Sunday, March 28, 2021

Playful Math Carnival 145

Welcome to the 145th edition of the Playful Math Carnival. Once known as the Math Teachers at Play Carnival, this edition follows the Denise Gaskins' (founder of this here carnival) blowout 144th Anniversary Edition, as night doth follow gentle day, and by that we were blown away.  

Sadly, there's nothing interesting about the pentagonal semiprime 145. Well, besides 145=1!+4!+5!. There are only four numbers for which that's true.  And it's the fourth number that's a sum of squares in two different ways. And it's a Leyland number, because 3^4+4^3=145. (I wonder what the next Leyland numbers before and after are?) And the 145th prime number is 829 and 145829 is prime and the largest prime factor of 145 is 1+4+5+8+2+9 and that 145 is congruent to 1 in mod 8, mod 2, and mod 9. But besides that...  there's practically nothing. (All these are from Pat Bellew's fun number site.) And 145 shows up in Matt Parker's melancoil. 145 degrees (F) makes something medium rare...  maybe that should be the goal for this edition?

Volvo 145. Ove approved.

Hop in the 145 and let's go! 

Books & Essays

Just before this month started I got to participate in a nifty mathzine fest from Becky Warren, Chris Nho and Ayliean. Technically February, it was after Denise's edition so I'm counting it. Several of the results are on the Public Math website, which has more besides. Also see the mathszine hashtag on Twitter.

That was my introduction to Ayliean, who had some thoughts on STEMinism.

Some of those zines inspired Sophia Wood for her first Fractal Kitty zine, on the Cantor Set.

Jim Propp was musing on division by zero. History, what ifs, new possible numbers...

Edmund Harriss has a new children's book out, HELLO NUMBERS! What Can You Do? and has been out supporting the release. Read more at Chalkdust's Math Book of the Year series. Also super curious about Eugenia Cheng's Molly and the Mathematical Mystery.

Speaking of playful math authors, RIP to Norton Juster, author of The Phantom Tollbooth and The Dot and the Line.


Sarah Carter reviewed the mathgame Proof positively.

James Cleveland posted his new linear graphing mathgame. Played it with my games seminar students and I think there's a lot of potential.

Simon Gregg and his learners were making variations on Snakes and Ladders.

Henry Segerman suggests this negatively curved sliding puzzle.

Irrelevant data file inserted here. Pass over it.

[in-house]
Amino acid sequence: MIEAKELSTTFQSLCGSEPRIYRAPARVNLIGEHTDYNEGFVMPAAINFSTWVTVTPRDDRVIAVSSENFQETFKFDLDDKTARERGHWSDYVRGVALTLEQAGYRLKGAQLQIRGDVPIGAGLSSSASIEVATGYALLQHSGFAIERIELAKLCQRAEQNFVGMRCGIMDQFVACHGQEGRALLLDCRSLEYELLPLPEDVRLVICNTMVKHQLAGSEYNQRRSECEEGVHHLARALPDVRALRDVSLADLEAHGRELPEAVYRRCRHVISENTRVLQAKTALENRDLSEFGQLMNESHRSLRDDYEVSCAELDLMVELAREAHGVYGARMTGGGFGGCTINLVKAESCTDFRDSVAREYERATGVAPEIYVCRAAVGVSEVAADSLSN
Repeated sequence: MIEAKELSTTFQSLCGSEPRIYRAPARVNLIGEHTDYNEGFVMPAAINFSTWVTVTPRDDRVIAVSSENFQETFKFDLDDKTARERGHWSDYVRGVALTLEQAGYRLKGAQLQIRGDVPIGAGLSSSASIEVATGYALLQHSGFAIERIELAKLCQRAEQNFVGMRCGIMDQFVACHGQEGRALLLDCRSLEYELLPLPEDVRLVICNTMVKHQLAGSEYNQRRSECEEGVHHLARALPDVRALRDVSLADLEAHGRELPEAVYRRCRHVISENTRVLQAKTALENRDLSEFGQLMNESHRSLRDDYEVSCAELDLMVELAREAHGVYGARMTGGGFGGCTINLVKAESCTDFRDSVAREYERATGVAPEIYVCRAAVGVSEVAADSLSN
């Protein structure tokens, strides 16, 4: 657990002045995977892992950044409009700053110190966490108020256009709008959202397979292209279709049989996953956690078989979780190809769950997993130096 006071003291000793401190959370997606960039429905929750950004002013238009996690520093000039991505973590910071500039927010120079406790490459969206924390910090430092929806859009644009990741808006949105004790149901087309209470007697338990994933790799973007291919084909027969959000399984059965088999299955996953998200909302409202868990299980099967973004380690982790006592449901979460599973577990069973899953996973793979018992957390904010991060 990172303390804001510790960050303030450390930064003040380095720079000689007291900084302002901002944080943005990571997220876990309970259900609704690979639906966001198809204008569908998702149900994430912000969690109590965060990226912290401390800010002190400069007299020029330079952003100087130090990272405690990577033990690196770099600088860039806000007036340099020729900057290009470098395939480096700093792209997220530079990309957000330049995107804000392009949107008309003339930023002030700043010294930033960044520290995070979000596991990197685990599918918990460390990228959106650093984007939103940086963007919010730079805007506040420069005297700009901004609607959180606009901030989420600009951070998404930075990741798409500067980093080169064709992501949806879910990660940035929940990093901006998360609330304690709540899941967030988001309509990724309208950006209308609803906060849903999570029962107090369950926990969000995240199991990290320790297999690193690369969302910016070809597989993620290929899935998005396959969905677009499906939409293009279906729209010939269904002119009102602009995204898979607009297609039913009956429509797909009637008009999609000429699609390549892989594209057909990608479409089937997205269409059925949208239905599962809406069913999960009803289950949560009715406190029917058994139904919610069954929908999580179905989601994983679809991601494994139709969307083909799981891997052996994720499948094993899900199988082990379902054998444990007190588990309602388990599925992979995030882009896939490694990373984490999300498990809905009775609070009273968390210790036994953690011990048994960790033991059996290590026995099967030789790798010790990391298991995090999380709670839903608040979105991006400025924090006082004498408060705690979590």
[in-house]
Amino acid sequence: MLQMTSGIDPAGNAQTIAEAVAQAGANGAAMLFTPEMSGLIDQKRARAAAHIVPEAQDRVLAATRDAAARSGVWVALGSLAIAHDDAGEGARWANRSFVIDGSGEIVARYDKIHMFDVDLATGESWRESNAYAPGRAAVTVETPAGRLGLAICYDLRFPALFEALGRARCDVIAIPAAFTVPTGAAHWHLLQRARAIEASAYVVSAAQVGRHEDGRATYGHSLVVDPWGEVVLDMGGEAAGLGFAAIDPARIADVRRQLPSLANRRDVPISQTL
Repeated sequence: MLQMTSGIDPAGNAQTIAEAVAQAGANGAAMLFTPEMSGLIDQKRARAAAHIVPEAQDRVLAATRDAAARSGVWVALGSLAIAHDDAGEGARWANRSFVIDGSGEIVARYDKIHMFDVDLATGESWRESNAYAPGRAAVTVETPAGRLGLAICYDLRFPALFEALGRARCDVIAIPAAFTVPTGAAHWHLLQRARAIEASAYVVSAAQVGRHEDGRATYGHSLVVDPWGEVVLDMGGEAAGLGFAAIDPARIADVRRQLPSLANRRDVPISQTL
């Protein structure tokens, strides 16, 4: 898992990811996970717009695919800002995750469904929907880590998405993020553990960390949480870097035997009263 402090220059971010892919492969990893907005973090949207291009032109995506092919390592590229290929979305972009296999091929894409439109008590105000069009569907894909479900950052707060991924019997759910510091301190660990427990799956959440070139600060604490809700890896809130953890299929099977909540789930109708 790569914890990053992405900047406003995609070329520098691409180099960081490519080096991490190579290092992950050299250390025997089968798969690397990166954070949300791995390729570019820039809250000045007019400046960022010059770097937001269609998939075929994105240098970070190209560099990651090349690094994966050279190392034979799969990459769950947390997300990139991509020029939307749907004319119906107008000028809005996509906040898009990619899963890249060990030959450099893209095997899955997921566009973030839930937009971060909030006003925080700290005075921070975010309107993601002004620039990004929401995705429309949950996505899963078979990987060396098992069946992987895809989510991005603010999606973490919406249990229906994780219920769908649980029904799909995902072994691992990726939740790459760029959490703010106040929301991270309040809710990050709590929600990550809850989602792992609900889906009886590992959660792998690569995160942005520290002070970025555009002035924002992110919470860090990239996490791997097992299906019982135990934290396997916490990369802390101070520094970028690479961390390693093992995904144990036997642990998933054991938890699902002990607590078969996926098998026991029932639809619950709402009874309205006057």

Excellent post at Play and PK on Listening.  Guest appearance from the always welcome Max Ray Riek in that post.

I've been making some GeoGebra for remote learning play. There's a measure division game, a fraction comparison game, a fraction addition/iteration/equivalence game and the classic Shut the Box.


Dana Ernst shared quilts his student Michelle Reagan made on the 5 groups of order 8.

Practically a quilt, Master of the Pattern Blocks, Hana Murray, made this amazing tiling replete with dodecagons. 

Robert Fathauer was interviewed on Math, Art and Tessellations. His new book is a masterwork.

Sophia is also in the middle of a 101 days of coding challenge, and shared her ecliptic ripples.

Paula Beardell Krieg had some practical advice for cutting curves by cutting straight.

I got to work on a fun project with my son studying art education, Yemeni squares

Wait There's More

I found this perusing old NCTM practitioner journals for fraction tasks and it sparked some interesting conversation. Like just how many solutions are there?

And it wasn't the only time 1/3 appeared in this third month, as I saw a nifty Roger Nelson proof with out words of an odd identity.

Iva Sallay is hosting the next Playful Math Carnival, 146. It's sure to be a treat, as she is a prodigious puzzle poster herself (take these Easter season Egg Puzzles, for example), and found several possibilities for this edition!

I enjoy putting these together, even though I am not regularly blogging myself. (Despite my best intentions...) One of the reasons I started blogging was to share and curate some of the cool things I was seeing from the amazing MTBoS, and it's still a good thing. If you're interested in hosting, just let Denise know.

NPR made a comic of this teacher's pandemic teaching story. (Less helpful, probably, McSweeney's suggestions for teacher self-care.) Hope you are taking care of you and yours, and getting vaccinated!

So long 145! Hope it was 5x5.


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  2. My son wrote a script for the fraction problem (use all 10 digits) and found six solutions.